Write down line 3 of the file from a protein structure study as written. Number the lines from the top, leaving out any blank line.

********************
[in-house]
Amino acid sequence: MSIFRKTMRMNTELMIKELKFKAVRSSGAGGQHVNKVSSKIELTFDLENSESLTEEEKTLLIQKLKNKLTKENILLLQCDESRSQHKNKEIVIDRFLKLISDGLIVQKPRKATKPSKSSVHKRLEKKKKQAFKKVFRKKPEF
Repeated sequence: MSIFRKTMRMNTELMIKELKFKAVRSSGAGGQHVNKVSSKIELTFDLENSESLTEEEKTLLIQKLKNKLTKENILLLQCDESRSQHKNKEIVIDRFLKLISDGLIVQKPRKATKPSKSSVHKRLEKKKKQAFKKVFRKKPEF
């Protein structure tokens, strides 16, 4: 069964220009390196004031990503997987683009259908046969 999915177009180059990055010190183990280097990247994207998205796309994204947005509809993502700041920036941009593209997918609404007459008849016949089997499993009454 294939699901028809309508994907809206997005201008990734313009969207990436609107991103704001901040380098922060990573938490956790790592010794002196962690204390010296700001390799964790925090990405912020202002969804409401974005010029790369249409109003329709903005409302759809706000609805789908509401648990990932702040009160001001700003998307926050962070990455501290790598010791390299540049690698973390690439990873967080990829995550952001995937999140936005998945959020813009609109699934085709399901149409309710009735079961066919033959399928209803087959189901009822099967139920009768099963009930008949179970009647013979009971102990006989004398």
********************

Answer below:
Repeated sequence: MSIFRKTMRMNTELMIKELKFKAVRSSGAGGQHVNKVSSKIELTFDLENSESLTEEEKTLLIQKLKNKLTKENILLLQCDESRSQHKNKEIVIDRFLKLISDGLIVQKPRKATKPSKSSVHKRLEKKKKQAFKKVFRKKPEF